MaggieHamFan's Personal Name List

Camden
Gender: Masculine
Usage: English (Modern)
Pronounced: KAM-dən
Rating: 52% based on 21 votes
From a surname that was derived from a place name, perhaps meaning "enclosed valley" in Old English. A famous bearer of the surname was the English historian William Camden (1551-1623).
Carson
Gender: Masculine
Usage: English
Pronounced: KAHR-sən
Rating: 49% based on 21 votes
From a Scottish surname of uncertain meaning. A famous bearer of the surname was the American scout Kit Carson (1809-1868).
Davis
Gender: Masculine
Usage: English
Pronounced: DAY-vis
Rating: 38% based on 14 votes
From a surname that was derived from the given name David. A famous bearer of the surname was Jefferson Davis (1808-1889), the only president of the Confederate States of America.
Dawson
Gender: Masculine
Usage: English
Pronounced: DAW-sən
Rating: 48% based on 21 votes
From a surname meaning "son of David". This name was popularized in the late 1990s by the television drama Dawson's Creek.
Ethan
Gender: Masculine
Usage: English, French, Biblical, Biblical Latin
Other Scripts: אֵיתָן(Ancient Hebrew)
Pronounced: EE-thən(English) EH-TAN(French)
Rating: 59% based on 20 votes
From the Hebrew name אֵיתָן ('Eitan) meaning "solid, enduring, firm". In the Old Testament this name is borne by a few minor characters, including the wise man Ethan the Ezrahite, supposedly the author of Psalm 89.

After the Protestant Reformation it was occasionally used as a given name in the English-speaking world, and it became somewhat common in America due to the fame of the revolutionary Ethan Allen (1738-1789). It only became popular towards the end of the 20th century. It is the name of the main character in Edith Wharton's novel Ethan Frome (1911), about a man in love with his wife's cousin.

Holden
Gender: Masculine
Usage: English (Modern)
Pronounced: HOL-dən
Rating: 38% based on 18 votes
From a surname that was originally derived from a place name meaning "deep valley" in Old English. This is the name of the main character in J. D. Salinger's novel The Catcher in the Rye (1951), Holden Caufield.
John
Gender: Masculine
Usage: English, Swedish, Danish, Norwegian, Dutch, Biblical
Pronounced: JAHN(American English) JAWN(British English, Dutch) YAWN(Swedish, Norwegian)
Rating: 71% based on 22 votes
English form of Iohannes, the Latin form of the Greek name Ἰωάννης (Ioannes), itself derived from the Hebrew name יוֹחָנָן (Yochanan) meaning "Yahweh is gracious", from the roots יוֹ (yo) referring to the Hebrew God and חָנַן (chanan) meaning "to be gracious". The Hebrew form occurs in the Old Testament (spelled Johanan or Jehohanan in the English version), but this name owes its popularity to two New Testament characters, both highly revered saints. The first is John the Baptist, a Jewish ascetic who is considered the forerunner of Jesus. He baptized Jesus and was later executed by Herod Antipas. The second is the apostle John, who is traditionally regarded as the author of the fourth gospel and Revelation. With the apostles Peter and James (his brother), he was part of the inner circle of Jesus.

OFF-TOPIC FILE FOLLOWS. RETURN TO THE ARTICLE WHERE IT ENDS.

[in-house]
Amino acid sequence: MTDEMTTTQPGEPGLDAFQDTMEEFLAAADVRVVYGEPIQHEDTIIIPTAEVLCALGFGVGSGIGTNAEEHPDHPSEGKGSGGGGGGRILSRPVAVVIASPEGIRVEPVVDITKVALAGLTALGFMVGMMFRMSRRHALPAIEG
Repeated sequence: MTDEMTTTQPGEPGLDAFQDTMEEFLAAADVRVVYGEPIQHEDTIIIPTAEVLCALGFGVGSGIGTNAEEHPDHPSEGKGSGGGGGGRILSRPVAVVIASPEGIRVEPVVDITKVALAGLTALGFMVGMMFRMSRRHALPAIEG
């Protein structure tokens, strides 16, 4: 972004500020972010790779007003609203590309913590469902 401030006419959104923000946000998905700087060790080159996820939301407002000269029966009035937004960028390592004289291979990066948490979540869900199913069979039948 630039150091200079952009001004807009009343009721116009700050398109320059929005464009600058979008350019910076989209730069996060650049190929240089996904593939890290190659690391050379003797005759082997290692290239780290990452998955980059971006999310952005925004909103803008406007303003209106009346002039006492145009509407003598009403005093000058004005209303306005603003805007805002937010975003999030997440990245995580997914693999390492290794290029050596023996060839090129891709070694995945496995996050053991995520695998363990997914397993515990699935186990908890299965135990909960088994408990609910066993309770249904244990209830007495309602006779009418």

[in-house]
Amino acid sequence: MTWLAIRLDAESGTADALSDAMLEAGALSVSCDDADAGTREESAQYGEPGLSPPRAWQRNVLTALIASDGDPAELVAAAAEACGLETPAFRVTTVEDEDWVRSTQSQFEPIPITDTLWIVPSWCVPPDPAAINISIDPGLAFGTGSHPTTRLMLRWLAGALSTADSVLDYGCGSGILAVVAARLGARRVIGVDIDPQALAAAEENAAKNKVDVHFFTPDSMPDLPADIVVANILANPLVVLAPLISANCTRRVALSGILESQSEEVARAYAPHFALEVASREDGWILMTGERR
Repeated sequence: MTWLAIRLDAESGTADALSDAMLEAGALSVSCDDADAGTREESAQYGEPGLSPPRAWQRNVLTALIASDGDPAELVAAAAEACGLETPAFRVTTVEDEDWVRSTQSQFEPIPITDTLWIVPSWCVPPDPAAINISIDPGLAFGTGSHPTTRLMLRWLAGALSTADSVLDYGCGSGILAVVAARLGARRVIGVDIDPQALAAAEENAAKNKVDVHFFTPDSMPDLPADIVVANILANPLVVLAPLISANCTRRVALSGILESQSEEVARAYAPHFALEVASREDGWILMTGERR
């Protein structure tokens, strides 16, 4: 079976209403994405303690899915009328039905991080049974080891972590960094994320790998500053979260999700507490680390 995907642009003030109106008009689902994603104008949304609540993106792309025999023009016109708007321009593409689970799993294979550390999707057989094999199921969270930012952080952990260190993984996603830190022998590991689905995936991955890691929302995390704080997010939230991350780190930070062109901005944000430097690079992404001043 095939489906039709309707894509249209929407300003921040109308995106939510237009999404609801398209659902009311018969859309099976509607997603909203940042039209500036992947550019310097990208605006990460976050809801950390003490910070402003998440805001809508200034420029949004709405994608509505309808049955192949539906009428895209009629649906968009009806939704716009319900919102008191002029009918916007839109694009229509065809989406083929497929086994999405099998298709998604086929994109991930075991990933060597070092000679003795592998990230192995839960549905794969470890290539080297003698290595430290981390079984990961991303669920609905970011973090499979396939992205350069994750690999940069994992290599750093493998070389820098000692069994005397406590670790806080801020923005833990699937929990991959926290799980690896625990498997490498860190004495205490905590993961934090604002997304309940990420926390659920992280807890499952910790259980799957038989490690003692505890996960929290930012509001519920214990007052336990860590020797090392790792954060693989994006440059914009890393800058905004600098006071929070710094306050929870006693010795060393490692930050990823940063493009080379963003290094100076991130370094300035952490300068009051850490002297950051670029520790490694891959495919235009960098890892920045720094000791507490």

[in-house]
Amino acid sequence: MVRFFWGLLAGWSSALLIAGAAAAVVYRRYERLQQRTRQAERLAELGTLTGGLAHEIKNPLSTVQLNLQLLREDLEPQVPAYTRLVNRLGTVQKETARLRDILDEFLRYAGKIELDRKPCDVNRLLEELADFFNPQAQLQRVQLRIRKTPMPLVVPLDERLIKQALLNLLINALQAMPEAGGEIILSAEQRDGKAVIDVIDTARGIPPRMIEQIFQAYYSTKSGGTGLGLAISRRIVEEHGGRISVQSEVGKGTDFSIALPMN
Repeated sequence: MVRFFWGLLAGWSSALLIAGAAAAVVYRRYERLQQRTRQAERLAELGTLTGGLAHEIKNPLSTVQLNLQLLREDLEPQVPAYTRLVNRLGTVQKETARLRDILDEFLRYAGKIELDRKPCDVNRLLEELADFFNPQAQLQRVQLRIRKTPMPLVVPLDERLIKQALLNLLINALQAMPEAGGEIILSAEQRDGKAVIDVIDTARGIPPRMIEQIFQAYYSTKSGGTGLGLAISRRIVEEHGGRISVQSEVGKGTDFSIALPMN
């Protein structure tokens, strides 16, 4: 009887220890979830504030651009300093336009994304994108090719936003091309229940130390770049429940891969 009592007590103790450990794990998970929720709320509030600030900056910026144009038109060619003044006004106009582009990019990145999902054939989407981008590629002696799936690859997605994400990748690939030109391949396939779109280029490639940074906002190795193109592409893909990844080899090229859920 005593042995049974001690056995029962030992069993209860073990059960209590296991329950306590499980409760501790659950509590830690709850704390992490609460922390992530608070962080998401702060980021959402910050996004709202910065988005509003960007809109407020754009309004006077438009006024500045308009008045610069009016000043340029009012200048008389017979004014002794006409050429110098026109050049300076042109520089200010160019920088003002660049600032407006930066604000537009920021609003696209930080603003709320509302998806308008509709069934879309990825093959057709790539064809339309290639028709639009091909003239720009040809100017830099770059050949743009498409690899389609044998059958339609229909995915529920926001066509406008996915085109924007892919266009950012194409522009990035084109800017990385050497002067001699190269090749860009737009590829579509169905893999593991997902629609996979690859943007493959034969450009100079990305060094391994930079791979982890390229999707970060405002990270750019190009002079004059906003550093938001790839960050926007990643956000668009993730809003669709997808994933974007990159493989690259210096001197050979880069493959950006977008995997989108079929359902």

This name was initially more common among Eastern Christians in the Byzantine Empire, but it flourished in Western Europe after the First Crusade. In England it became extremely popular, typically being the most common male name from the 13th to the 20th century (but sometimes outpaced by William). During the later Middle Ages it was given to approximately a fifth of all English boys. In the United States it was the most common name for boys until 1923.

The name (in various spellings) has been borne by 21 popes and eight Byzantine emperors, as well as rulers of England, France, Sweden, Denmark, Poland, Portugal, Bulgaria, Russia and Hungary. It was also borne by the poet John Milton (1608-1674), philosopher John Locke (1632-1704), American founding father and president John Adams (1735-1826), and poet John Keats (1795-1821). Famous bearers of the 20th century include author John Steinbeck (1902-1968), assassinated American president John F. Kennedy (1917-1963), and musician John Lennon (1940-1980).

The forms Ian (Scottish), Sean (Irish) and Evan (Welsh) have also been frequently used in the English-speaking world, as has the medieval diminutive Jack.

Monroe
Gender: Masculine & Feminine
Usage: Scottish, English
Pronounced: mən-RO(English)
Rating: 39% based on 20 votes
From a Scottish surname meaning "from the mouth of the Roe". The Roe is a river in Ireland. Two famous bearers of the surname were American president James Monroe (1758-1831) and American actress Marilyn Monroe (1926-1962).
Nash
Gender: Masculine
Usage: English (Modern)
Pronounced: NASH
Rating: 29% based on 15 votes
From a surname that was derived from the Middle English phrase atten ash "at the ash tree". A famous bearer of the surname was the mathematician John Nash (1928-2015). The name was popularized in the 1990s by the television series Nash Bridges.
Sawyer
Gender: Masculine & Feminine
Usage: English (Modern)
Pronounced: SOI-ər, SAW-yər
Rating: 55% based on 21 votes
From a surname meaning "sawer of wood" in Middle English. Mark Twain used it for the hero in his novel The Adventures of Tom Sawyer (1876).
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